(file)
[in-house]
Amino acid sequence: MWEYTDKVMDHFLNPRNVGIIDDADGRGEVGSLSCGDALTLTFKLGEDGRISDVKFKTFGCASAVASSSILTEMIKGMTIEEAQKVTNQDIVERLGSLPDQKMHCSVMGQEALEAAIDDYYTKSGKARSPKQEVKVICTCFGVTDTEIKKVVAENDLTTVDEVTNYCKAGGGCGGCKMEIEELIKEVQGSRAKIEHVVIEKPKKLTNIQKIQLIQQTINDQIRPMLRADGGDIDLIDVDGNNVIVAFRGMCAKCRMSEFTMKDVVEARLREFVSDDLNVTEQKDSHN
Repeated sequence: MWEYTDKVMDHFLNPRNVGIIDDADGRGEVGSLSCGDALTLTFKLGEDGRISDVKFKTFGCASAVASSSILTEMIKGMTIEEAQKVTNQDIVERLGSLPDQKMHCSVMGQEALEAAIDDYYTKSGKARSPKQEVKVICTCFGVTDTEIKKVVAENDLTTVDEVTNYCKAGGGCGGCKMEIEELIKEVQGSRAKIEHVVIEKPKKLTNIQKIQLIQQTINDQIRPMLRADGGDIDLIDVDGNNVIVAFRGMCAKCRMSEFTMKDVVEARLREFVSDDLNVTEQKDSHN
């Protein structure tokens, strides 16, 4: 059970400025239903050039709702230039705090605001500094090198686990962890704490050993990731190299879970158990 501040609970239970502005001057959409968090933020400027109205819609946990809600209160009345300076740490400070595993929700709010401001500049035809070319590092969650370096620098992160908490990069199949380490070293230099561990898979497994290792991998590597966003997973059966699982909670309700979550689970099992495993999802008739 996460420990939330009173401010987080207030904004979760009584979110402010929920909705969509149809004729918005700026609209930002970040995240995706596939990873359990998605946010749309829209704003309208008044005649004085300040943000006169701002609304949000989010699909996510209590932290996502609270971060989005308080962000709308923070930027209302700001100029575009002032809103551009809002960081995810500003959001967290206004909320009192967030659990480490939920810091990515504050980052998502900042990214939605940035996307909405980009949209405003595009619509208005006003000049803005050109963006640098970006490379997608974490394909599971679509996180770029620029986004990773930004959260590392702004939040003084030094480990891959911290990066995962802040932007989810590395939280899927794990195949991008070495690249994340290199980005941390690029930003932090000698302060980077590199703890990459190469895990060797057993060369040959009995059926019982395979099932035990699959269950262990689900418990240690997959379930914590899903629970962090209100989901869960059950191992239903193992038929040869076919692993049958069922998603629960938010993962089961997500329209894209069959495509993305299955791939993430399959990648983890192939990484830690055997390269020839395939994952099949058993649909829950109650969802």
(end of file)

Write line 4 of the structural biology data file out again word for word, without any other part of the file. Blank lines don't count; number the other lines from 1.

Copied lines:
């Protein structure tokens, strides 16, 4: 059970400025239903050039709702230039705090605001500094090198686990962890704490050993990731190299879970158990 501040609970239970502005001057959409968090933020400027109205819609946990809600209160009345300076740490400070595993929700709010401001500049035809070319590092969650370096620098992160908490990069199949380490070293230099561990898979497994290792991998590597966003997973059966699982909670309700979550689970099992495993999802008739 996460420990939330009173401010987080207030904004979760009584979110402010929920909705969509149809004729918005700026609209930002970040995240995706596939990873359990998605946010749309829209704003309208008044005649004085300040943000006169701002609304949000989010699909996510209590932290996502609270971060989005308080962000709308923070930027209302700001100029575009002032809103551009809002960081995810500003959001967290206004909320009192967030659990480490939920810091990515504050980052998502900042990214939605940035996307909405980009949209405003595009619509208005006003000049803005050109963006640098970006490379997608974490394909599971679509996180770029620029986004990773930004959260590392702004939040003084030094480990891959911290990066995962802040932007989810590395939280899927794990195949991008070495690249994340290199980005941390690029930003932090000698302060980077590199703890990459190469895990060797057993060369040959009995059926019982395979099932035990699959269950262990689900418990240690997959379930914590899903629970962090209100989901869960059950191992239903193992038929040869076919692993049958069922998603629960938010993962089961997500329209894209069959495509993305299955791939993430399959990648983890192939990484830690055997390269020839395939994952099949058993649909829950109650969802």